A Goofy Movie
A Goofy Movie is a 1995 animated musical comedy film, produced by Disney MovieToons and Walt Disney Television Animation. The animated directorial debut of Kevin Lima, the film is based on The Disney Afternoon television series Goof Troop created by Mike Peraza, and acts as a follow-up to the show.
Disney came up with the idea to make a theatrical animated film starring Goofy while considering ideas for a potential Goof Troop TV special. Lima wanted to flesh out Goofy as a character and "give him an emotional side" that would resonate with audiences. Much of the cast from the show reprised their roles, including Farmer as Goofy, Paulsen as PJ, and Cummings as Pete, whereas Dana Hill was replaced by Marsden as Max's voice due to the character's age difference. R&B artist Tevin Campbell provided the vocals for Powerline, a fictitious music celebrity who prominently appears in the movie, singing the songs "Stand Out" and "I2I".
When Max makes a preposterous promise to a girl he has a crush on, his chances to fulfilling it seem hopeless when he is dragged onto a cross-country trip with his embarrassing father, Goofy.
Why It Rocks
- The film serves as a great follow-up to Goof Troop.
- The music is definitely bearable, whereas with most musical animated films the songs can really grate on the nerves.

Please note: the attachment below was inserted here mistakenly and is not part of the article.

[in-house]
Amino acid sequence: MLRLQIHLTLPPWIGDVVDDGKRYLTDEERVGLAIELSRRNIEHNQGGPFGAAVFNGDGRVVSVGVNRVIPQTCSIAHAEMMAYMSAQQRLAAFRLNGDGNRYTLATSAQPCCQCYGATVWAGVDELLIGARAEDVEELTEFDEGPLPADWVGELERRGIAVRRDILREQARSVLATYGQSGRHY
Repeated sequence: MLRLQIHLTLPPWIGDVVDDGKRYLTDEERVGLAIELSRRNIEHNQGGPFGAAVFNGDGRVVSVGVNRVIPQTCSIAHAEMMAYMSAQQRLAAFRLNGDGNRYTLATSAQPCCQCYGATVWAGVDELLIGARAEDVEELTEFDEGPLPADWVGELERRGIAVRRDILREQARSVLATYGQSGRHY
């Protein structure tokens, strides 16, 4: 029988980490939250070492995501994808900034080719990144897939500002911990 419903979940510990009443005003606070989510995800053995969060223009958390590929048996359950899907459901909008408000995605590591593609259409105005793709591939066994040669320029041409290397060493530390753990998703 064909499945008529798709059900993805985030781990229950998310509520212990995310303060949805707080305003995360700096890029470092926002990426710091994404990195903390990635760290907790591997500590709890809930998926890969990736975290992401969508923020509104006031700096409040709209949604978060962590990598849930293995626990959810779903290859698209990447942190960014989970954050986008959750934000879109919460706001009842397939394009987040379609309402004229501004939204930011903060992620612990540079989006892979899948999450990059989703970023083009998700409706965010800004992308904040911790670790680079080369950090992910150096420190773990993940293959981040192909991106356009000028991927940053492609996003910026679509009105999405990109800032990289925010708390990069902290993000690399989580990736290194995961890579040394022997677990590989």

- It gives an accurate representation of adolescent life in an uplifting, comedic, and often heartwarming fashion.
- The animation is fantastic with the boldest, fast-paced traditionally animated scenes in a Disney animated film made by it's direct-to-video studio.
- The songs are great, with wonderfully sung, amazingly choreographed and animated music segments like Stand Out, Eye to Eye, and Nobody Else But You.
- The screenplay is superb, with a tight script that truly reaches out to kids, teens, and adults.
- The voices fit each character perfectly, especially with a wide voice cast consisting of Jason Marsden, Bill Farmer, Kellie Martin, Jim Cummings, Rob Paulsen, and guest stars Pauly Shore and Wallace Shawn.
- Many nice cinematic effects with some intelligent cinematography and colorful painted backdrops.
- The sensational expression of the characters as a result of it's bright and smooth animation.
- The movie captures the relation between a dysfunctional father and son perfectly.
- The film’s abundance of 90’s references and iconography can come off as a bit dated.
- Max, the protagonist of the film, can be pretty unlikable and treats his dad horribly.
- Some scenes prominently use a lot of bright and rapidly flashing lights, which may trigger some people with epilepsy.
- Roxanne, while very popular among the fanbase, didn't really serve any significant role other than to be Max's crush.